No abducted children have been identified yet by an online campaign urging people to post snapshots of child beggars, the Ministry of Public Security said on Tuesday on its micro blog.
The ministry, commenting on the campaign for the first time, said that people should be careful when posting photos of children. It added that their compassion is welcome, but that they also need to consider the rights of the children in the photos.
The online initiative to reduce child begging was launched on a micro blog in January 2011 by Yu Jianrong, a professor of rural development at the Chinese Academy of Social Sciences.
Yu said on Wednesday that the effort was not only aimed at saving abducted children, but that it also aims to stop child begging at large.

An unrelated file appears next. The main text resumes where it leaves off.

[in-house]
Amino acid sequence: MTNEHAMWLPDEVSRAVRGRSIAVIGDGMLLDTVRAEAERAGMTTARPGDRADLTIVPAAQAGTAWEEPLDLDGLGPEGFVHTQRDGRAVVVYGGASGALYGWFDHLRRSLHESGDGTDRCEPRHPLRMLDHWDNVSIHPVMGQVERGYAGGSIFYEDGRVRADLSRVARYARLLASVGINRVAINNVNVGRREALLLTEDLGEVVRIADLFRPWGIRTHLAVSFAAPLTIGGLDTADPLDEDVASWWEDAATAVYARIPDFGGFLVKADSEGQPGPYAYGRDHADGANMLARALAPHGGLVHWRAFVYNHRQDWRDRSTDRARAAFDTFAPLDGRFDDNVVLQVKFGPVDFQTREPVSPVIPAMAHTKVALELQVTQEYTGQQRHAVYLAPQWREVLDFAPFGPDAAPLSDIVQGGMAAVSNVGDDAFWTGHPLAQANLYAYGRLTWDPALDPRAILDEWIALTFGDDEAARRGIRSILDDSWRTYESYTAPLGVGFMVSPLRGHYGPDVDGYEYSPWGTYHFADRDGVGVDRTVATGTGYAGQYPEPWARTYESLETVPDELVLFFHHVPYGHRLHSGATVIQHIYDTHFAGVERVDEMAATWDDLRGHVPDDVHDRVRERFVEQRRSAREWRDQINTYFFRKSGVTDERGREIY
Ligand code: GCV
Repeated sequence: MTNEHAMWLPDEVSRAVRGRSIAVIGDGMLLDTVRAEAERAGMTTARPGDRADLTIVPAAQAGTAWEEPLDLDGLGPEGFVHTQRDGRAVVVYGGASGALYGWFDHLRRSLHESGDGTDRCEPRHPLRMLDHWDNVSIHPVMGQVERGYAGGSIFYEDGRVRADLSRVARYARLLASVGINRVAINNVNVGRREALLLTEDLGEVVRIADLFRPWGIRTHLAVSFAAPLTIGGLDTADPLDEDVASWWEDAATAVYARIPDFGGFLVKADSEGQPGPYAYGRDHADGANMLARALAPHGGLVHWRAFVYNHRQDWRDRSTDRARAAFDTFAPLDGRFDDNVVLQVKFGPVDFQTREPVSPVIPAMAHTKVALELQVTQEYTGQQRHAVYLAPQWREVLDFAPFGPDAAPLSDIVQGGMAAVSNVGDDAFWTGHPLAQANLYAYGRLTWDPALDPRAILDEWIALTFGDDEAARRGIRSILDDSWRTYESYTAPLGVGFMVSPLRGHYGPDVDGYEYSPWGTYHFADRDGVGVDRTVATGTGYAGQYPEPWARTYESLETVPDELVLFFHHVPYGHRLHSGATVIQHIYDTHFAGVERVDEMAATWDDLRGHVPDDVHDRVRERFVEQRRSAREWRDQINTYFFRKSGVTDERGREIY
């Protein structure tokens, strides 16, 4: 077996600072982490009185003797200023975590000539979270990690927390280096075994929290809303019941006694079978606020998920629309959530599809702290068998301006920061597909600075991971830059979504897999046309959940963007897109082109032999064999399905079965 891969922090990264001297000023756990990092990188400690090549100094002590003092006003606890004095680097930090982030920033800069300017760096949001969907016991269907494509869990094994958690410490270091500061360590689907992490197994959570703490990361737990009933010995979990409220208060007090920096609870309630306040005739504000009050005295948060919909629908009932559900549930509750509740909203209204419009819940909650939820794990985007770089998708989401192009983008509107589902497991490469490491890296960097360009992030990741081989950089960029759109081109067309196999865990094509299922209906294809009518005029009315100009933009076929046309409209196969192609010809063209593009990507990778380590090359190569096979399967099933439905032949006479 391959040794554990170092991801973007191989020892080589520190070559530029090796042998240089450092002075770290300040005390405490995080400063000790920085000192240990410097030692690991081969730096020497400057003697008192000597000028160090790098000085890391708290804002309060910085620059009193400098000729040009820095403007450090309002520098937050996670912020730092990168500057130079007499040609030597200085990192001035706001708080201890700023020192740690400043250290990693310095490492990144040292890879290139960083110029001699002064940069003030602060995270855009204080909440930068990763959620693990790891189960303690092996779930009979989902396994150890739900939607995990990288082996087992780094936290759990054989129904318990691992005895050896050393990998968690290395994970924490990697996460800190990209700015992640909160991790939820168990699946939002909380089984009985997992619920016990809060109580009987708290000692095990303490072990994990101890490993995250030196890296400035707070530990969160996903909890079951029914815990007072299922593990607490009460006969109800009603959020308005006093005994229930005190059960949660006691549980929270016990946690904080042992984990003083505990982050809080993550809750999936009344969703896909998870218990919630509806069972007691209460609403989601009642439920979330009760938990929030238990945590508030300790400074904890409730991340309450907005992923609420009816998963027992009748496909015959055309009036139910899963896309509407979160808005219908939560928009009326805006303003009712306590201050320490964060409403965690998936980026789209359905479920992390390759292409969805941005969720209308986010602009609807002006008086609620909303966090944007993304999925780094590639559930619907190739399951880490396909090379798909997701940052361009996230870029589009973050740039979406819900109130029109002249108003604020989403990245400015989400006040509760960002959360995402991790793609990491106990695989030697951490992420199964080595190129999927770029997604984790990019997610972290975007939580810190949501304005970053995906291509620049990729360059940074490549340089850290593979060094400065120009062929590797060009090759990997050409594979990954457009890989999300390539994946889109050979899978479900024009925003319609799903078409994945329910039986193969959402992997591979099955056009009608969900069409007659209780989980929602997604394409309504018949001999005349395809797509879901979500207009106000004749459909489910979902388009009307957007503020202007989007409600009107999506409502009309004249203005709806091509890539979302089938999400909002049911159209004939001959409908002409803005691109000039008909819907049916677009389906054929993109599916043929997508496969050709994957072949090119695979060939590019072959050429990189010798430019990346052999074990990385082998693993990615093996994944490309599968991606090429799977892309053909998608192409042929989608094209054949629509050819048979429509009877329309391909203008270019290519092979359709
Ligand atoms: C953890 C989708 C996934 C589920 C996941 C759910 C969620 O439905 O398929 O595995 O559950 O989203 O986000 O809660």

According to laws on the protection of the rights of minors, it is illegal even for a biological parent to force a child to beg, Yu said.
Many Internet users have posted photos of hundreds of child beggars on the streets and in public transportation across the country.
However, some lawyers and members of the media voiced concern over the appropriateness of posting the images online without the permission of a custodian.
Yu's recommended that people call the police first, and take the photos later, when they see people suspected of begging with abducted children.
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